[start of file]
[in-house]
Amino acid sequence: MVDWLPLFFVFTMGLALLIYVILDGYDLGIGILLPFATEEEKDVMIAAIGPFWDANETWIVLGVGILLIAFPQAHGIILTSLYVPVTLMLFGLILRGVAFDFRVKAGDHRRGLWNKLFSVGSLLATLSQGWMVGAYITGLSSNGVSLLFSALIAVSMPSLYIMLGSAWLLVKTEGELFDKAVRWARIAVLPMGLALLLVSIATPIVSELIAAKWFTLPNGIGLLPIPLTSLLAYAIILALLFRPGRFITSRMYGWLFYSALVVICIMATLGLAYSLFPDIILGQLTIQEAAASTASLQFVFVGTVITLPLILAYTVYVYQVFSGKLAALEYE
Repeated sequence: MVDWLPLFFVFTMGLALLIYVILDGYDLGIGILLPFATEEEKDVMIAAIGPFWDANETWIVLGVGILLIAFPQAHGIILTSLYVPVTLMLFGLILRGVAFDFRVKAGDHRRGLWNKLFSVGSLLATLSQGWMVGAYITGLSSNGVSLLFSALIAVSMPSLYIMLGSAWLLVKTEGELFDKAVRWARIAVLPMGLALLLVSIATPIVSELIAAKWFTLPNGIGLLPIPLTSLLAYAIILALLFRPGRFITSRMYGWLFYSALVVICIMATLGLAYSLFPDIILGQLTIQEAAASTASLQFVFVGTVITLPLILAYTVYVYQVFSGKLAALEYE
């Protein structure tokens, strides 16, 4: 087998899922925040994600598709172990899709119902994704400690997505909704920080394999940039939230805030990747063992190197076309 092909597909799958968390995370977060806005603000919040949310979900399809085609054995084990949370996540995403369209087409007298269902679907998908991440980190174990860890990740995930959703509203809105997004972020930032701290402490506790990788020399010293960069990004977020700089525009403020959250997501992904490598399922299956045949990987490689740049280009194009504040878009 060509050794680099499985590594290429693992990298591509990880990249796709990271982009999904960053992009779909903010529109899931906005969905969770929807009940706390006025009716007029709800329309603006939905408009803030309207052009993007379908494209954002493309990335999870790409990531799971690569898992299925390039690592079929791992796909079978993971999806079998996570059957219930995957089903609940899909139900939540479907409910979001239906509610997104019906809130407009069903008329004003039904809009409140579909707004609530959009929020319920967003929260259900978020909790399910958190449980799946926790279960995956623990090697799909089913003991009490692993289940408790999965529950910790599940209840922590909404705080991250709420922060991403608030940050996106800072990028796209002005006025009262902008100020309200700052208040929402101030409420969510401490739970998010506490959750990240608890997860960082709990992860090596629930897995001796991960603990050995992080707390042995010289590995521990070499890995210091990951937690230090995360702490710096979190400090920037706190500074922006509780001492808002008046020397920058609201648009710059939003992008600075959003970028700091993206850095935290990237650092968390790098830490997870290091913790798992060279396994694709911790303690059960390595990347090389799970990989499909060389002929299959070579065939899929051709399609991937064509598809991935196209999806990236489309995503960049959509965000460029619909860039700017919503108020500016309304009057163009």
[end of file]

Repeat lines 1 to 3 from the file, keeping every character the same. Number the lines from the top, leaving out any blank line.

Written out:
[in-house]
Amino acid sequence: MVDWLPLFFVFTMGLALLIYVILDGYDLGIGILLPFATEEEKDVMIAAIGPFWDANETWIVLGVGILLIAFPQAHGIILTSLYVPVTLMLFGLILRGVAFDFRVKAGDHRRGLWNKLFSVGSLLATLSQGWMVGAYITGLSSNGVSLLFSALIAVSMPSLYIMLGSAWLLVKTEGELFDKAVRWARIAVLPMGLALLLVSIATPIVSELIAAKWFTLPNGIGLLPIPLTSLLAYAIILALLFRPGRFITSRMYGWLFYSALVVICIMATLGLAYSLFPDIILGQLTIQEAAASTASLQFVFVGTVITLPLILAYTVYVYQVFSGKLAALEYE
Repeated sequence: MVDWLPLFFVFTMGLALLIYVILDGYDLGIGILLPFATEEEKDVMIAAIGPFWDANETWIVLGVGILLIAFPQAHGIILTSLYVPVTLMLFGLILRGVAFDFRVKAGDHRRGLWNKLFSVGSLLATLSQGWMVGAYITGLSSNGVSLLFSALIAVSMPSLYIMLGSAWLLVKTEGELFDKAVRWARIAVLPMGLALLLVSIATPIVSELIAAKWFTLPNGIGLLPIPLTSLLAYAIILALLFRPGRFITSRMYGWLFYSALVVICIMATLGLAYSLFPDIILGQLTIQEAAASTASLQFVFVGTVITLPLILAYTVYVYQVFSGKLAALEYE